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Bus Beat Down: Using Real-Time Traffic & Weather Data to Fuel Gameplay

July 10, 2017 — by Industry Contributions

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ContributionsIndieIndustry

Bus Beat Down: Using Real-Time Traffic & Weather Data to Fuel Gameplay

July 10, 2017 — by Industry Contributions

By Mike McCann, Creative Director OF Bus Beat Down, GoRound Games

It got me thinking… I like my job. But the commute? Not so much. And if there’s one thing that’s even worse than the wearisome ride, it’s having to share it with so many inconsiderate boobs. I’ll admit, thoughts of thwarting them has at times consumed me. Having commiserated with an army of like-minded commuters at the Park & Ride, it was plain to see I’m not alone in that sentiment. Yet we suffer through it, quietly wishing for a way to avenge the jerks… without getting arrested. That insight inspired the concept for Bus Beat Down. And that army of like-minded commuters may just be a built-in market that’s ready made for this project.

Why the hate?

I don’t mean to whine, but workday commutes are tough enough as it is. Like millions of others, I spend upwards of two hours a day traveling between a job in the city and home in the ’burbs. We’re slaves to schedules, beholden to the weather, and helpless against traffic delays. And as bad as that is, it can always be made worse by the rotten behavior of Rude Riders.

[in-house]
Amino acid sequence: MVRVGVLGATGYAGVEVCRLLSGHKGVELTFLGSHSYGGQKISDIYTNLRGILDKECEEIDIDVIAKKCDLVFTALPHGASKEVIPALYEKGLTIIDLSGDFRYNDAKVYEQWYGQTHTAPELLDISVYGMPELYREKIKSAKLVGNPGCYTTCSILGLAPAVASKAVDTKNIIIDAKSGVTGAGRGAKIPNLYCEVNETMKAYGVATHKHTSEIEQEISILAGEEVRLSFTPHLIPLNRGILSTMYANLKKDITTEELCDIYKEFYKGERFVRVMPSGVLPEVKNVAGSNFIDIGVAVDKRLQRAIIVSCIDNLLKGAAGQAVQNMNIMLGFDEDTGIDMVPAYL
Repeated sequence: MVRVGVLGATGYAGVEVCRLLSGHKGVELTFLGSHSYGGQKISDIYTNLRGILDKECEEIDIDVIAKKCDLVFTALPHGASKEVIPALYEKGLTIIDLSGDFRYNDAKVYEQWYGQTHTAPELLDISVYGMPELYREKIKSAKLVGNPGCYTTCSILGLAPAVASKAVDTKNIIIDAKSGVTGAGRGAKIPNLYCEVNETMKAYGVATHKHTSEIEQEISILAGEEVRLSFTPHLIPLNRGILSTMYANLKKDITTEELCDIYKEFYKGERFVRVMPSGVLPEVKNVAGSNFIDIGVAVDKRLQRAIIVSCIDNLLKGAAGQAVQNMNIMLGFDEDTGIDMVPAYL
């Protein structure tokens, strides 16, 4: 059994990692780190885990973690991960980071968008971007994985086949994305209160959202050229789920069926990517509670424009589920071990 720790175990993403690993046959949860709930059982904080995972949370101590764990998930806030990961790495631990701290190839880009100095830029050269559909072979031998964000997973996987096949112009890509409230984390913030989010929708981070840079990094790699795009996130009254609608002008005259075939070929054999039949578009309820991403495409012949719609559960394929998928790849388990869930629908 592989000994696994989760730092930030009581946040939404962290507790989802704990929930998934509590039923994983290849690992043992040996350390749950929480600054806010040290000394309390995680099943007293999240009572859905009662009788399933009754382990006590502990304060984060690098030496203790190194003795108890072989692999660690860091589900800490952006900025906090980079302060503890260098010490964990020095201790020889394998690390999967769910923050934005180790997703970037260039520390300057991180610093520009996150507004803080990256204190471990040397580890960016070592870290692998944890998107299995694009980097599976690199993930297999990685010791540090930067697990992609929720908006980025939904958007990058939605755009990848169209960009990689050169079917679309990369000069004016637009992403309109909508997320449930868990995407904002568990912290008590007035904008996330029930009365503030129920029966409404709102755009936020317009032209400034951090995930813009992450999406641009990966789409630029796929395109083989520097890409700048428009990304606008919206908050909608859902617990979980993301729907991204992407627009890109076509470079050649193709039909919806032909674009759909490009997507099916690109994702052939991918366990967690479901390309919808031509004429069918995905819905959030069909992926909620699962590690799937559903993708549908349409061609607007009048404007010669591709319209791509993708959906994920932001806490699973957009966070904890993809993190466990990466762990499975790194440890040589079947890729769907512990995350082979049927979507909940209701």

Rude Riders are the ones who:
• Board when they’re sick, and sneeze and cough their germs all over everyone
• Snore in your ear
• Eat stinky salami sandwiches… at 5 o’clock in the morning!
• The list goes on…




The scourge of rude riders.

Make lemonade… and war

They say when life hands you lemons… Well, you know. Our initial goal was to create a game that’s funny, relatable, and parodies real life situations. In effect, a virtual voodoo doll for those yearning for some whimsical vengeance. What we came up with is Bus Beat Down: a 2D video platform, single-player, time-attack, action-based game. It was conceived with commuters in mind, and designed to improve the experience of drive-time travel.

Concept art (work in progress)

The object of the game is simple: Get from home to work (and back again) before the rotten behavior of Rude Riders makes your head explode. Choose an avatar from a robust selection of professionals who ride the bus – like a construction worker, teacher, chef… maybe an astronaut.

Avatar examples (work in progress)

Each of them has a twisted arsenal of weapons related to their line of work that they use to subdue Rude Riders. For instance, the construction worker’s Plumber’s Crack Attack and the teacher’s “F”-Bombs are sure to subdue even the most obnoxious adversaries. But don’t get too cocky because the bus makes stops and reloads with riders who are even worse! You win if you get to your destination before they make your head explode.

Weapon examples (work in progress)

That’s all good, but what’s the BIG idea?

Getting to the big idea often starts with these questions:
• How do we make a good idea even better?
• How can we make it stand out?
• Innovative? Something that makes people go “Wow!”.




Finding the answer began with connecting the dots. And once we recognized the game, the device, and the ride itself as common components of a singular experience, the idea jumped out at us. And it’s a game-changer. Ha, see what I did there? I routinely check my phone for estimates of how long the rides will be. The phone knows. It learned my commute from daily algorithms, and tells me if there are delays and why.